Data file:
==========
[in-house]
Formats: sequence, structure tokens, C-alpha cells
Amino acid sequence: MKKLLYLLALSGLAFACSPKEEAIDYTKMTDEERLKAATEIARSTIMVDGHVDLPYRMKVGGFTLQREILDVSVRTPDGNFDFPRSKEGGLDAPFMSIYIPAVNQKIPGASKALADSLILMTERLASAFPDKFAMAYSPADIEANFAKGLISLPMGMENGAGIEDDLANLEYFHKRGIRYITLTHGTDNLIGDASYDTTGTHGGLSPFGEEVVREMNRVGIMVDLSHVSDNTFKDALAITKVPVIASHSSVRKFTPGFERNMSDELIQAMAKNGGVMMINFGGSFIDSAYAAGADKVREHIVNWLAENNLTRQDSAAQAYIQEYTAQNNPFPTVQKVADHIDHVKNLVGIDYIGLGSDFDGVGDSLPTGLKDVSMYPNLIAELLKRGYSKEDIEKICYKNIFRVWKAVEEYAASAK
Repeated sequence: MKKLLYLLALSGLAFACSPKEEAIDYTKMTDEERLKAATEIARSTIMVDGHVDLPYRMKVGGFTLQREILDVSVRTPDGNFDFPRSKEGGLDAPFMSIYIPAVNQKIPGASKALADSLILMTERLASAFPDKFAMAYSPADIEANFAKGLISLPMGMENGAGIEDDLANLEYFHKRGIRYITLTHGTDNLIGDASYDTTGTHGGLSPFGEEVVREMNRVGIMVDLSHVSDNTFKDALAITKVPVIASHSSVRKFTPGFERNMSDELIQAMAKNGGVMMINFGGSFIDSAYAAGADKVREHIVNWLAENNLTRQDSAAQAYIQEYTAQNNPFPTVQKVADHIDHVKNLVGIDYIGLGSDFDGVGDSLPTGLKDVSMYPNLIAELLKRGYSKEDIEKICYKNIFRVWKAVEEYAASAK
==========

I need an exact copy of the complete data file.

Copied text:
[in-house]
Formats: sequence, structure tokens, C-alpha cells
Amino acid sequence: MKKLLYLLALSGLAFACSPKEEAIDYTKMTDEERLKAATEIARSTIMVDGHVDLPYRMKVGGFTLQREILDVSVRTPDGNFDFPRSKEGGLDAPFMSIYIPAVNQKIPGASKALADSLILMTERLASAFPDKFAMAYSPADIEANFAKGLISLPMGMENGAGIEDDLANLEYFHKRGIRYITLTHGTDNLIGDASYDTTGTHGGLSPFGEEVVREMNRVGIMVDLSHVSDNTFKDALAITKVPVIASHSSVRKFTPGFERNMSDELIQAMAKNGGVMMINFGGSFIDSAYAAGADKVREHIVNWLAENNLTRQDSAAQAYIQEYTAQNNPFPTVQKVADHIDHVKNLVGIDYIGLGSDFDGVGDSLPTGLKDVSMYPNLIAELLKRGYSKEDIEKICYKNIFRVWKAVEEYAASAK
Repeated sequence: MKKLLYLLALSGLAFACSPKEEAIDYTKMTDEERLKAATEIARSTIMVDGHVDLPYRMKVGGFTLQREILDVSVRTPDGNFDFPRSKEGGLDAPFMSIYIPAVNQKIPGASKALADSLILMTERLASAFPDKFAMAYSPADIEANFAKGLISLPMGMENGAGIEDDLANLEYFHKRGIRYITLTHGTDNLIGDASYDTTGTHGGLSPFGEEVVREMNRVGIMVDLSHVSDNTFKDALAITKVPVIASHSSVRKFTPGFERNMSDELIQAMAKNGGVMMINFGGSFIDSAYAAGADKVREHIVNWLAENNLTRQDSAAQAYIQEYTAQNNPFPTVQKVADHIDHVKNLVGIDYIGLGSDFDGVGDSLPTGLKDVSMYPNLIAELLKRGYSKEDIEKICYKNIFRVWKAVEEYAASAK